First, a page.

Motorsports Photographer David Allio Celebrates 35th Year in the Business

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Celebrated motorsports photographer David Allio launched his professional career in 1974. Thirty-five years later, he still is involved on the front lines of the sport as the chief track photographer for Las Vegas Motor Speedway, contributing photographer to a variety of auto racing and mainstream sports publications, guest speaker, workshop instructor, and industry consultant.

Allio was born in the Commonwealth of Virginia and graduated from the University of Virginia with a Bachelor of Arts degree in English Communications and Visual Arts.

Over the course of his award-winning career, Allio has served as the official track photographer for more than 10 race tracks and a comparable number of touring series. He has provided photographs from thousands of feature events at nearly 300 race tracks on three continents. His archive of over 300,000 historic racing images are organized by track and date.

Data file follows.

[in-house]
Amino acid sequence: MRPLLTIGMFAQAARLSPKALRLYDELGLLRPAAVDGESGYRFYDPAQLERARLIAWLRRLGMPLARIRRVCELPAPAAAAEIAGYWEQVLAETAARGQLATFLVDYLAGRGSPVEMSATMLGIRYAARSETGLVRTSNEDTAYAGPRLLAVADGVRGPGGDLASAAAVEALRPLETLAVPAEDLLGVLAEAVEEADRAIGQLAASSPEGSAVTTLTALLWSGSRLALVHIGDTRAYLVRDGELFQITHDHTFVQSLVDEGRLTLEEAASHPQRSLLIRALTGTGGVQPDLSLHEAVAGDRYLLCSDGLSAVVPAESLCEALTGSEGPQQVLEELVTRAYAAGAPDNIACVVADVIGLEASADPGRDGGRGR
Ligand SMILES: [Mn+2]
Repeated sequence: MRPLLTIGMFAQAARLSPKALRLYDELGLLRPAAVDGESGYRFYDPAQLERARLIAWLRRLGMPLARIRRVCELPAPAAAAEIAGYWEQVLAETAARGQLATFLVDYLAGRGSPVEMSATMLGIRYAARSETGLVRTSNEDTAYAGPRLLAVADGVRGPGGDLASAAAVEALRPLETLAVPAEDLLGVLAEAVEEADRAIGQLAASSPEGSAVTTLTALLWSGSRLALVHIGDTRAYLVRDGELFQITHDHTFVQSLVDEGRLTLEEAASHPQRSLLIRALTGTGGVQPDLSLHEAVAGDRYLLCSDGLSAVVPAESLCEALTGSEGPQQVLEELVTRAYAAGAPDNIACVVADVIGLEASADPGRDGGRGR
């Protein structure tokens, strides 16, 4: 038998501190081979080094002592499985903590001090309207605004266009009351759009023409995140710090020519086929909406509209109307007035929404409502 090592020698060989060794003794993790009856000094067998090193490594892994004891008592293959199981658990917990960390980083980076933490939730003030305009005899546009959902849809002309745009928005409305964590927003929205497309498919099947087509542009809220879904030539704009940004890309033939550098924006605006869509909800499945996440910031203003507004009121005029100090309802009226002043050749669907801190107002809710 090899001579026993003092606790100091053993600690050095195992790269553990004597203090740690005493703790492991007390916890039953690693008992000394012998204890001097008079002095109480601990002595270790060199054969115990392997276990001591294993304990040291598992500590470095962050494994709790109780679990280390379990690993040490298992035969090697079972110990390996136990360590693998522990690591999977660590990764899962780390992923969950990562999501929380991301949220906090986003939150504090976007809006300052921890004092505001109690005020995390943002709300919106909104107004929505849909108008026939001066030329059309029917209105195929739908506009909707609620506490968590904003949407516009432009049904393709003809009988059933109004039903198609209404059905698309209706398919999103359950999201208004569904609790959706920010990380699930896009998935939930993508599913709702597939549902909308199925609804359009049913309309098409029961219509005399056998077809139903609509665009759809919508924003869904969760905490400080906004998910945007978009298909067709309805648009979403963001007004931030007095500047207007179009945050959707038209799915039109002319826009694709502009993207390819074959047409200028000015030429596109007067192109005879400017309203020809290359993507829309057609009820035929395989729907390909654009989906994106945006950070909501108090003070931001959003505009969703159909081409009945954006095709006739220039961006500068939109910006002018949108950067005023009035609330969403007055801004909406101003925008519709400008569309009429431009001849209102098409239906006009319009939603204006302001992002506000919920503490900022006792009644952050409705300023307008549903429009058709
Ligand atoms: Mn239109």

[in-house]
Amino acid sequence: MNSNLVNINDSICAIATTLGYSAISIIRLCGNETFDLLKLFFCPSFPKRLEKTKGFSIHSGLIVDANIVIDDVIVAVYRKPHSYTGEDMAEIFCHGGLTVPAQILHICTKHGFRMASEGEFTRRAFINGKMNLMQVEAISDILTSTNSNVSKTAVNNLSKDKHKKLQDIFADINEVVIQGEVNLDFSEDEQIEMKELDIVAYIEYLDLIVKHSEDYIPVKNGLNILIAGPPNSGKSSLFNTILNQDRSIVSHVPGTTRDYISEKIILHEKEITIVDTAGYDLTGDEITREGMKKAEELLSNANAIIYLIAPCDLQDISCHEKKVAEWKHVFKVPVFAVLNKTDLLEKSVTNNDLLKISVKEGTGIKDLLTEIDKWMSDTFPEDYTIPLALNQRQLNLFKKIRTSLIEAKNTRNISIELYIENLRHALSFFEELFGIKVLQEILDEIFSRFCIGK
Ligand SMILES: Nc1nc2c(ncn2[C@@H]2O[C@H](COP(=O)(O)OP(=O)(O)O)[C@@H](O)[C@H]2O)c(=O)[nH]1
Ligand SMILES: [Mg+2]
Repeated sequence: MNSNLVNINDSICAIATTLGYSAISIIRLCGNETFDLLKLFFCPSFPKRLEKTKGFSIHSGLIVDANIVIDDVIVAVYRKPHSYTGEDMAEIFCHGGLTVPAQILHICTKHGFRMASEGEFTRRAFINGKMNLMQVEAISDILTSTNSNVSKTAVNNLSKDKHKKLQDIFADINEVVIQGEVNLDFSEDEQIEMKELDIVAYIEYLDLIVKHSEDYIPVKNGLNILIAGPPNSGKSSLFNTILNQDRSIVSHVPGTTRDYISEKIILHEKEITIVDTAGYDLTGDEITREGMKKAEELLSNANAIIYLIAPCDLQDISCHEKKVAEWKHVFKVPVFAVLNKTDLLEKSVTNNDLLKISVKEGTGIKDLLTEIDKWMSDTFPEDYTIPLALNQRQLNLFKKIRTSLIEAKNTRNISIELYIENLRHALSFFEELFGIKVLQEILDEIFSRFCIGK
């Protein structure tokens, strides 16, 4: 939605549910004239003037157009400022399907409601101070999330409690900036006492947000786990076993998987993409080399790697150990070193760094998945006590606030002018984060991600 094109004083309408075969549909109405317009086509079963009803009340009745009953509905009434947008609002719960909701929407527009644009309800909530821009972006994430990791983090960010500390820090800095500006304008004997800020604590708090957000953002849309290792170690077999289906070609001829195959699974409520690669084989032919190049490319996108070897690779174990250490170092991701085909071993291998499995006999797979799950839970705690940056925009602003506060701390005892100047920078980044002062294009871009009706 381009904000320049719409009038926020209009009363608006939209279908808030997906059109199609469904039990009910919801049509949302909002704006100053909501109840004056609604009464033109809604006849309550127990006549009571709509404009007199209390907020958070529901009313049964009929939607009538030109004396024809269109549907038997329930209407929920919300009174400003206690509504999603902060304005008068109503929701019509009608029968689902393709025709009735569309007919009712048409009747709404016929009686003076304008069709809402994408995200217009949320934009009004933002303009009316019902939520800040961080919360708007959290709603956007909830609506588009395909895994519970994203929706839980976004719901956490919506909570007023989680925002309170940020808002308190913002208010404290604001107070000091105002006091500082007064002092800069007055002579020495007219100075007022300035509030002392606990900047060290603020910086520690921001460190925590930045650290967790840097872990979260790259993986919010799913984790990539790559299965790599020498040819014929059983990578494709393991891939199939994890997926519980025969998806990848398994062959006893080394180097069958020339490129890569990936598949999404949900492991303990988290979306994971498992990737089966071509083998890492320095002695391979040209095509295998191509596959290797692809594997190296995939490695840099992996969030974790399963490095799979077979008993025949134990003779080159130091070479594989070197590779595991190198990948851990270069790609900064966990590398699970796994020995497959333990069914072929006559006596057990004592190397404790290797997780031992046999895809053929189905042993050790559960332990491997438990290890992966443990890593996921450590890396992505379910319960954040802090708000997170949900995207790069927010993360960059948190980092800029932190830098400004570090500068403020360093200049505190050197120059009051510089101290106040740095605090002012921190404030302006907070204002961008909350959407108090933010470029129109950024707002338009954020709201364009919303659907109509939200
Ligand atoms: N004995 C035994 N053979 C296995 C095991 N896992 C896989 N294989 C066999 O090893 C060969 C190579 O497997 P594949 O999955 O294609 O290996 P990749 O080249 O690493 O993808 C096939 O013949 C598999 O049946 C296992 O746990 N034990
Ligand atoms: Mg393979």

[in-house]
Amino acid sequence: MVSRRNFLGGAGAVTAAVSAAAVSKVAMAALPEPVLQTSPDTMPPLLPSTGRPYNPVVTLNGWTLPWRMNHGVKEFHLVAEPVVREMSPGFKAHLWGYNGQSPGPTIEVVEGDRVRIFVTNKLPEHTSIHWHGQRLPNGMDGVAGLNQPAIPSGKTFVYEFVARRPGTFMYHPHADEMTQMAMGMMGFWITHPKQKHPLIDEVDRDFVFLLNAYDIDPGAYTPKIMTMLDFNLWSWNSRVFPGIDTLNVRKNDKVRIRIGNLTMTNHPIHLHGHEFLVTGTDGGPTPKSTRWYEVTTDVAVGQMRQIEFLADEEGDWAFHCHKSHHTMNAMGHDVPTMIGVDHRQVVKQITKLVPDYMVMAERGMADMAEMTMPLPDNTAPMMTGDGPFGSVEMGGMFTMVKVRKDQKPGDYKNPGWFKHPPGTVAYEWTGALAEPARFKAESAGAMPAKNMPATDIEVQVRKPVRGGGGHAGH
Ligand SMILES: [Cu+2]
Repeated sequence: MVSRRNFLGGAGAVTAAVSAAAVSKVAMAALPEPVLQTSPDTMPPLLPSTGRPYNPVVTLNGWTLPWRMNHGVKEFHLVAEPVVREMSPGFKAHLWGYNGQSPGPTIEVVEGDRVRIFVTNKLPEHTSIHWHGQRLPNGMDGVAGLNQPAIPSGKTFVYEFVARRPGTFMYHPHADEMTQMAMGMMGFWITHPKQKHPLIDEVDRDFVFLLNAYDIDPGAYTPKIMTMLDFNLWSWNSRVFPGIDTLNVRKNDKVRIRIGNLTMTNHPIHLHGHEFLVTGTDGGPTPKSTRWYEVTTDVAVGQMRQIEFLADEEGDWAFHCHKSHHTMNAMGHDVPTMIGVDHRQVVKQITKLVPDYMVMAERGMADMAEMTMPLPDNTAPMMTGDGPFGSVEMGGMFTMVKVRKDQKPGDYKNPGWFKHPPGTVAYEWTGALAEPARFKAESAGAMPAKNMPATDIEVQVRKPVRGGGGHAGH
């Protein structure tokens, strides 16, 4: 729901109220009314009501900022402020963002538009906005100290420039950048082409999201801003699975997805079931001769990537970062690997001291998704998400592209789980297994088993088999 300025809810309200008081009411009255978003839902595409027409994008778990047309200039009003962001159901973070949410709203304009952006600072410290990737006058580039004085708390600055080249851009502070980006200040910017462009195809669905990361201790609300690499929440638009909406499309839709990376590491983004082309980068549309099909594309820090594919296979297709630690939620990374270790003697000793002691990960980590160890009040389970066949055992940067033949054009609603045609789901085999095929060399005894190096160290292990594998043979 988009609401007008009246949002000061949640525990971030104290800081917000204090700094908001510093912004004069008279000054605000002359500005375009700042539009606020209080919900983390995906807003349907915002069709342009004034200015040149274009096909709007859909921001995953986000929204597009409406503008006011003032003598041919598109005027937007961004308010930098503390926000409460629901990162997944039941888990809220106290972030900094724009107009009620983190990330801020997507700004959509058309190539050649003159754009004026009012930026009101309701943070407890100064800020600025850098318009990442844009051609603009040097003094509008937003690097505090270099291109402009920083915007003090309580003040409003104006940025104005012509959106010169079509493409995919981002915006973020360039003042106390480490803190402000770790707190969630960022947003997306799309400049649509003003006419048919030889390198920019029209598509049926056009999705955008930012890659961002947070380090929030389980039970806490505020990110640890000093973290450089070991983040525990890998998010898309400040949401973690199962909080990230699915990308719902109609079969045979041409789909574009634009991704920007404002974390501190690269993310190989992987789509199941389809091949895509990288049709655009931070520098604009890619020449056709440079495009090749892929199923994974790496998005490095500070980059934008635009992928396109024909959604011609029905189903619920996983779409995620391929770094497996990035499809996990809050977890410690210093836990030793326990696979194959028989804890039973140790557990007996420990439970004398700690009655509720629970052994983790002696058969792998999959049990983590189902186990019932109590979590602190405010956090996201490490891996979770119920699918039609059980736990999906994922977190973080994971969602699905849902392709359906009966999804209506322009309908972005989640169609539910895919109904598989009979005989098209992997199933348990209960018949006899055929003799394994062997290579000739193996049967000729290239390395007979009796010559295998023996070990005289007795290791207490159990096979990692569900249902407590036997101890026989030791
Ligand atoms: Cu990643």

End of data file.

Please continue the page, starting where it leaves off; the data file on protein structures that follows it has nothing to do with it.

Allio’s first professional auto racing photos – from a 1974 NASCAR Late Model Sportsman and Modified doubleheader at Martinsville (VA) Speedway – were published in Chris Economaki’s National Speed Sport News. Five years later, he was the chief track photographer at Bristol International Raceway in Tennessee when a rookie named Dale Earnhardt won his first NASCAR Winston Cup Grand National Series event.

In 1984, after a ten-year exclusive oval racing schedule, Allio was assigned to his first NHRA Winston Drag Racing event – the 24th Winternationals at Pomona, California. By the end of the decade, he was immersed in road racing as the official IMSA Camel GT Series photographer, and motorcycles through the AMA Camel Pro and Supercross Series. In the 1990s, Allio was also heavily involved in dirt oval super late model and sprint car racing. In 2001, Allio made the transition from traditional film to digital photography. Since then, he has continued to work a rich and dynamic assignment schedule covering all forms of motorsports.

“Throughout my career, I have been fortunate to have the support and encouragement of people in the sport who respect my talents and have provided an environment for creative work,” said Allio. “The business is completely different now — much tougher today than it was when I began working as a teen.”